I rarely see sensors bad. Yes, I know they go bad. I'm just stating that the systems of communication are more fickle than the sensors themselves. This reminds me of a light bulb going out, sometimes the filament is broken just enough that when we tap the bulb, it illuminates and temporarily 'welds' itself via electromagnetic force; the broken filament as long as its on. when cold[off], it relaxes itself and won't turn on again until bumped and then will stay lit indefinitely.

could the tps be doing this?

this sounds like a ground failing [like the lightbulb idea], just barely enough that it freaks out the car, and a reset surges what little power is needed to repair it for the 2nd start.

makes me wonder if you key on and key off, then [on] and start if it will simulate the first engine start. I'd try this too. does any number of key cycling simulate this first 'high-rev' startup?

If this idea is way off track, and doesn't trip up the car's problem, I'd pull out the multi meter and check gnds of tps and iac. on the harness side ...while its wiggle checked. Its always a good idea to find the ground intersection in the harness and visually inspect it for corrosion. while rare, it does happen, and often not electrically as much as oxidation after heat and your Michigan-like cold temps in the morning shrink the insulation back and it hardens and stays pulled back. oxygen attacks copper and we see green and powder thereby setting up an infamous 100ohm ground. I would only visually check these gnds if the ground measurement readings are anything more than 0ohms. ...remember to zero the scale or know what the test leads read when crossed to get a 'zero' figure.

* A fun way to still avoid the book, is to keep the multimeter on VOLTS and probe the connector. That way, you can put wires whereever you want to, and it won't blow the fuse. There are 3 pins on the tps and iac I think. unplug one. with 3 pins staring at us, put the red or black wire on the neg post of the battery. probe all 3, with key on, and look for voltage. the pin[s] that give voltage are NOT grounds. if there is one, we eliminated one. now the other two, if there are two, turn the key off, red meter wire goes on positive on battery, and then prob the connector pins. only one should measure +12v. the one that does, is gnd. Now switch the meter to ohms scale, probably 200, not 200k, 20k, etc. put the negative on the negative of the battery and the other multi meter [red] wire on the pin we found to be ground. The meter should zero, or if digital, read the same when you touch both red and black wires OF THE METER. wiggle the wires and see if you can fluctuate the meter reading.

If this does not read zero, and or fails the wiggle check, we hunt the wire for the bad spot, or just shotgun a new one in to that ground junction after putting an alligator clip on the gnd wire and running it to gnd to verify that we need another gnd wire. AND I'll have to get out the book and ensure that the gnd wire is supposed to be a full gnd. I think all wires in these two circuits may go direct to the computer. If they do, it may not give a full gnd at 0 ohms. It also may give a 0 ohm gnd. This is almost not worth mentioning because I think the problem is elsewhere. I just mention it because I haven't opened the book yet.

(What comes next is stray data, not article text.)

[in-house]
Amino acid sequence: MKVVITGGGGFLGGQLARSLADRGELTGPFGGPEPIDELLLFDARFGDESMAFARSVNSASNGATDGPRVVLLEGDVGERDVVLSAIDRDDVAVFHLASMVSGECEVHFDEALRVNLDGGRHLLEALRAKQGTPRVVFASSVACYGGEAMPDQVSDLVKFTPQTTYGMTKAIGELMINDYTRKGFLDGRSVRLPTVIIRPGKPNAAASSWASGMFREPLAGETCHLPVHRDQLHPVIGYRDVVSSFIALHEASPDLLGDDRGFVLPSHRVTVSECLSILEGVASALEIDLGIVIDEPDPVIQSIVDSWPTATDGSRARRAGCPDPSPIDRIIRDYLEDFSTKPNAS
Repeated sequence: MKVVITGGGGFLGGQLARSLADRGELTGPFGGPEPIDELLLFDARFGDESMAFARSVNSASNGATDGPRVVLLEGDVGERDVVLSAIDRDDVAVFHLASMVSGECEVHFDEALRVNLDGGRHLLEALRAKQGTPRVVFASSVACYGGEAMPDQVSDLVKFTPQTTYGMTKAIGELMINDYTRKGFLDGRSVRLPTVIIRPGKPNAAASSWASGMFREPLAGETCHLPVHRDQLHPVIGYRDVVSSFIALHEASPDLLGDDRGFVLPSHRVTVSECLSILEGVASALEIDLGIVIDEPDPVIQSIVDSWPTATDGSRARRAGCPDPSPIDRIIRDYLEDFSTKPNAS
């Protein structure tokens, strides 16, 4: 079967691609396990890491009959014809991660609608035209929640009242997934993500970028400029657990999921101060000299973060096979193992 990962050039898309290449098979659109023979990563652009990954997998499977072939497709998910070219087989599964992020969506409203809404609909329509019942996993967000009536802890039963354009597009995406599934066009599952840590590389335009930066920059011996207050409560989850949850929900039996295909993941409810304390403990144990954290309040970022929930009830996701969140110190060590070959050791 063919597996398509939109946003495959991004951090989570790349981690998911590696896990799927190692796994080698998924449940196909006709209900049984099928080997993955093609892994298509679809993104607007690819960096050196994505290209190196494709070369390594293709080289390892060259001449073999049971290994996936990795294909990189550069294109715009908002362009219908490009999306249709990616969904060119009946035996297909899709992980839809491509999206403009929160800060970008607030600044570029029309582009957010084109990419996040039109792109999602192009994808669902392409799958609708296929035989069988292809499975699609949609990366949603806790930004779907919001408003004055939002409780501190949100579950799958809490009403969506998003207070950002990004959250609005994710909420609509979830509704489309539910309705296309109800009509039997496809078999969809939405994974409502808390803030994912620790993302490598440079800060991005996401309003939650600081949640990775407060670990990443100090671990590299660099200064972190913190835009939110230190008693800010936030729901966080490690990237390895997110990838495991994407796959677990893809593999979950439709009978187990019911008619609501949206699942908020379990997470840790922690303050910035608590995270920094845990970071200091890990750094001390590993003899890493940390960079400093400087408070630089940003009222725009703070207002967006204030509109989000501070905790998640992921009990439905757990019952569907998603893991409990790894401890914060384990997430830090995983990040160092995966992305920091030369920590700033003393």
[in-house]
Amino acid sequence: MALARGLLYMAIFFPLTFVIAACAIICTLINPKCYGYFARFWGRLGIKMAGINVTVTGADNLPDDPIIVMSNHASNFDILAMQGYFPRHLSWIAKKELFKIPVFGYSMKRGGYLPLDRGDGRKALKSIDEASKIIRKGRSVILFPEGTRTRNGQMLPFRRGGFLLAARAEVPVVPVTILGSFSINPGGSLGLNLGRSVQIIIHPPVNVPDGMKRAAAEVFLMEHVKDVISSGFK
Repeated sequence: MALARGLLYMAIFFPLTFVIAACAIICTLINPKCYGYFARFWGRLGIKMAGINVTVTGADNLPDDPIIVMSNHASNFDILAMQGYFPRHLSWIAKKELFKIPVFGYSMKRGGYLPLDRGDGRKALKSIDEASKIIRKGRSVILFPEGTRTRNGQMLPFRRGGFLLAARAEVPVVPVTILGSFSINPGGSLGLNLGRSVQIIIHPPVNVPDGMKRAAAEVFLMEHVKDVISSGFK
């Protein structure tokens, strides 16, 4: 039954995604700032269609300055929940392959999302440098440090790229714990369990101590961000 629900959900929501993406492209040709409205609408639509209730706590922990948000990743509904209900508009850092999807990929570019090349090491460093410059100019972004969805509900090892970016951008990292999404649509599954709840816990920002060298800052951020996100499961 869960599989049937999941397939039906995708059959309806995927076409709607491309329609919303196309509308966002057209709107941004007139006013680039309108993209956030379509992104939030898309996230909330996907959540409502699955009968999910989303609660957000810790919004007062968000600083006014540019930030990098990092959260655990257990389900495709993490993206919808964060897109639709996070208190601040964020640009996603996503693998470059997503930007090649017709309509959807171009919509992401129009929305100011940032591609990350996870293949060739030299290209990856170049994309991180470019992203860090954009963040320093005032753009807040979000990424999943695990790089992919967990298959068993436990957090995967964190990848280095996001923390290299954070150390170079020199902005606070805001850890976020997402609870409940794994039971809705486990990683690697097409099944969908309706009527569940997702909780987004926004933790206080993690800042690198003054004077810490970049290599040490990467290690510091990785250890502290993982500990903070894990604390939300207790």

If it does read zero and passes the wiggle check, [tps and iac] I'll have to pick a different tree to bark up. the positive sides of the wires are probably good because the ecu regulates them and the problem goes away. bad positives often reveal themselves in a wiggle check, not in the ecu box.

sorry for getting excited at your expense and typing a small book. I like these kinda problems because of the sense of accomplishment when we win! Another psychological flaw, I know, lol.

Andy
89gt--->with cleaned tps 30k miles ago.



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Re: Sometimes high idle, goes away after restart

Postby Beretta1234567 » Mon Mar 02, 2015 9:34 am

I have not had time to check anything else at the moment.
Last edited by Beretta1234567 on Thu Apr 21, 2016 3:04 pm, edited 1 time in total.



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Re: Sometimes high idle, goes away after restart

Postby ifixalot » Mon Mar 02, 2015 10:17 am

""I like the above suggestion on cracking of that plastic pcv line.
It doesn't explain why a computer [key off] reset fixes the problem. ""
I didn't take time, to speculate as to why a cracked PCV tube may stop effecting a high idle
when you restart the car. Weird stuff happens when computers are involved and sometimes the
explanation comes after the problem is unveiled.
I look for simple defects first.
I know that on my 96 Z26, I have had the rubber elbow to the PCV valve rot and allow extra air
into the engine. Mine was easy to find because it whistled.
I also have had to make a new grommet where the tube goes into the engine intake.
Which also caused an erratic idle speed due to it's sloppy fit.
On my daughters 96 the plastic tube was cracked on the intake side of the crankcase.
So I threw that in there thinking maybe his tube has a crack.